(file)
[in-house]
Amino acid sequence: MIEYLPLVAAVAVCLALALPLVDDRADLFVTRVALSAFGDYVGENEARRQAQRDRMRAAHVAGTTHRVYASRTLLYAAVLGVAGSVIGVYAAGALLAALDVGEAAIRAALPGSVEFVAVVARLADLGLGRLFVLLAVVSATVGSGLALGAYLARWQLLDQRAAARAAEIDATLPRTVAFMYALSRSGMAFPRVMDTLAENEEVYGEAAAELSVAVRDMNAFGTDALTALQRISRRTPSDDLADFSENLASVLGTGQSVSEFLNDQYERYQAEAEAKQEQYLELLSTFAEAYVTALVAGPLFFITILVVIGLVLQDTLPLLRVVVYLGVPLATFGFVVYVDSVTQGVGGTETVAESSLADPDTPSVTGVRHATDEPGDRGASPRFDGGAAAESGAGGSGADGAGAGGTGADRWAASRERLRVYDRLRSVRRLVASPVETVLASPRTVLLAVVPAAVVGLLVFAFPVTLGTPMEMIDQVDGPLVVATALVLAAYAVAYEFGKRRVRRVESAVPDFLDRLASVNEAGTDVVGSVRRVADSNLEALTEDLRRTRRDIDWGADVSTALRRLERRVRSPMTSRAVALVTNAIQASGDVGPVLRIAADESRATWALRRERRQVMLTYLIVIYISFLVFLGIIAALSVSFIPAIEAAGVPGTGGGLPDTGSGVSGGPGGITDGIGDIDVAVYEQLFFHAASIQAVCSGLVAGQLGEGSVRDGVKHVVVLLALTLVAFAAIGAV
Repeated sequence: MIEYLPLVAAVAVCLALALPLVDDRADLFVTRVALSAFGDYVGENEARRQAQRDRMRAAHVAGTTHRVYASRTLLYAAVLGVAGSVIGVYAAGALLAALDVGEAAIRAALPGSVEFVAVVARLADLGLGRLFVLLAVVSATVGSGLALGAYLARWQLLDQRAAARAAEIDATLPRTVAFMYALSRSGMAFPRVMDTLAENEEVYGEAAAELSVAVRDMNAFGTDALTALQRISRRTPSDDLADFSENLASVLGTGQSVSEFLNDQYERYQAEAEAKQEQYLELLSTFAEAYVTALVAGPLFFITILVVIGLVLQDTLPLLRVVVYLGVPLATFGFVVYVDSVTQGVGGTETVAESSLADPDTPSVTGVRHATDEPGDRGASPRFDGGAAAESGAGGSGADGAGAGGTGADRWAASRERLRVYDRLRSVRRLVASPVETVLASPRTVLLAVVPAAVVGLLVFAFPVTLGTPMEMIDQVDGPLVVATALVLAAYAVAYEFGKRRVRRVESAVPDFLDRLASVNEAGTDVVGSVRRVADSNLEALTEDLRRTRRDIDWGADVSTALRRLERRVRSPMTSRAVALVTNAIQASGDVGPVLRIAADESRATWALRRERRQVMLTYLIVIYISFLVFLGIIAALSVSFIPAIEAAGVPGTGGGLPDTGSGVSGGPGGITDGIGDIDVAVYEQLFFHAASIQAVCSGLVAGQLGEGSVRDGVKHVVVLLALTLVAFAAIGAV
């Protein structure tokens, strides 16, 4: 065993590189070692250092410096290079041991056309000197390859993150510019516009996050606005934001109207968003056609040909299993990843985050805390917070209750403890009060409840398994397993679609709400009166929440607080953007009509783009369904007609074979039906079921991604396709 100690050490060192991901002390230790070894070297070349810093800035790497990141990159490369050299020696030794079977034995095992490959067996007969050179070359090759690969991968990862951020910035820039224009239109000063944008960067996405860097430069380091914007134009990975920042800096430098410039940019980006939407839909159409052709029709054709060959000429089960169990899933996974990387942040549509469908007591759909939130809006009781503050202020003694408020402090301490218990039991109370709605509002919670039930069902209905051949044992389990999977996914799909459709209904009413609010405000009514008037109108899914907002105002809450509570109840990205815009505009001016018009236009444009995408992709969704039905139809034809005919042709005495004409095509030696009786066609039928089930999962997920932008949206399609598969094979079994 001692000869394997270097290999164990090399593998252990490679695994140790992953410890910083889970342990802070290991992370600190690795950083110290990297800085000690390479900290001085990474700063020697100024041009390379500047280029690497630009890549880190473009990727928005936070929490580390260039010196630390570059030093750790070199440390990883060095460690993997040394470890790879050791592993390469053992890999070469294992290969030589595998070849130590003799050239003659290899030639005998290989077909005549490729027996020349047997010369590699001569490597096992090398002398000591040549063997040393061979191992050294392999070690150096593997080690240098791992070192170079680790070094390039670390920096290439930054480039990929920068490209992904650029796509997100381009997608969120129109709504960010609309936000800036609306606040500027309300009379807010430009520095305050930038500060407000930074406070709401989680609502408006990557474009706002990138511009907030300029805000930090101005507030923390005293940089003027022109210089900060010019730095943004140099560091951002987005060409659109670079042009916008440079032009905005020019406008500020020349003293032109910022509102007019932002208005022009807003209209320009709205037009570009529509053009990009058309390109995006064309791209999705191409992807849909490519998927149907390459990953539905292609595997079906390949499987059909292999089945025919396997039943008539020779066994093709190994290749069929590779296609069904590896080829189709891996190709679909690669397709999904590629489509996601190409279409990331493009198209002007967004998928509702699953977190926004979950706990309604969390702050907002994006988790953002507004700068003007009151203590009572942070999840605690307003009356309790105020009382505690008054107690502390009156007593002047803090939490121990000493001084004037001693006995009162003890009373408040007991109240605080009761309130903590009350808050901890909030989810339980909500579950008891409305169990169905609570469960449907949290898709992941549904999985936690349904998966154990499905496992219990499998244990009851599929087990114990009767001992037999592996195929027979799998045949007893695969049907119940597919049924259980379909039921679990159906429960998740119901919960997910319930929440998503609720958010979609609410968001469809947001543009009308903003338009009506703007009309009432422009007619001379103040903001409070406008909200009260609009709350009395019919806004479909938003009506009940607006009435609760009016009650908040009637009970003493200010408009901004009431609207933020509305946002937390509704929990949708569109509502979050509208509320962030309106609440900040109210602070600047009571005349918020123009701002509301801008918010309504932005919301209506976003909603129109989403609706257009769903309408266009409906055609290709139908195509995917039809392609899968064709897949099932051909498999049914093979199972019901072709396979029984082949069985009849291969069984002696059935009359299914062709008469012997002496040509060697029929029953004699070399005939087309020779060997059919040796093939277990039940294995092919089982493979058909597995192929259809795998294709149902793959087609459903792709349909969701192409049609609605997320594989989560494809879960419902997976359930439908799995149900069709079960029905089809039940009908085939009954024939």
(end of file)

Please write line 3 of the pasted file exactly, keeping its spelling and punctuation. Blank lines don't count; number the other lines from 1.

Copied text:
Repeated sequence: MIEYLPLVAAVAVCLALALPLVDDRADLFVTRVALSAFGDYVGENEARRQAQRDRMRAAHVAGTTHRVYASRTLLYAAVLGVAGSVIGVYAAGALLAALDVGEAAIRAALPGSVEFVAVVARLADLGLGRLFVLLAVVSATVGSGLALGAYLARWQLLDQRAAARAAEIDATLPRTVAFMYALSRSGMAFPRVMDTLAENEEVYGEAAAELSVAVRDMNAFGTDALTALQRISRRTPSDDLADFSENLASVLGTGQSVSEFLNDQYERYQAEAEAKQEQYLELLSTFAEAYVTALVAGPLFFITILVVIGLVLQDTLPLLRVVVYLGVPLATFGFVVYVDSVTQGVGGTETVAESSLADPDTPSVTGVRHATDEPGDRGASPRFDGGAAAESGAGGSGADGAGAGGTGADRWAASRERLRVYDRLRSVRRLVASPVETVLASPRTVLLAVVPAAVVGLLVFAFPVTLGTPMEMIDQVDGPLVVATALVLAAYAVAYEFGKRRVRRVESAVPDFLDRLASVNEAGTDVVGSVRRVADSNLEALTEDLRRTRRDIDWGADVSTALRRLERRVRSPMTSRAVALVTNAIQASGDVGPVLRIAADESRATWALRRERRQVMLTYLIVIYISFLVFLGIIAALSVSFIPAIEAAGVPGTGGGLPDTGSGVSGGPGGITDGIGDIDVAVYEQLFFHAASIQAVCSGLVAGQLGEGSVRDGVKHVVVLLALTLVAFAAIGAV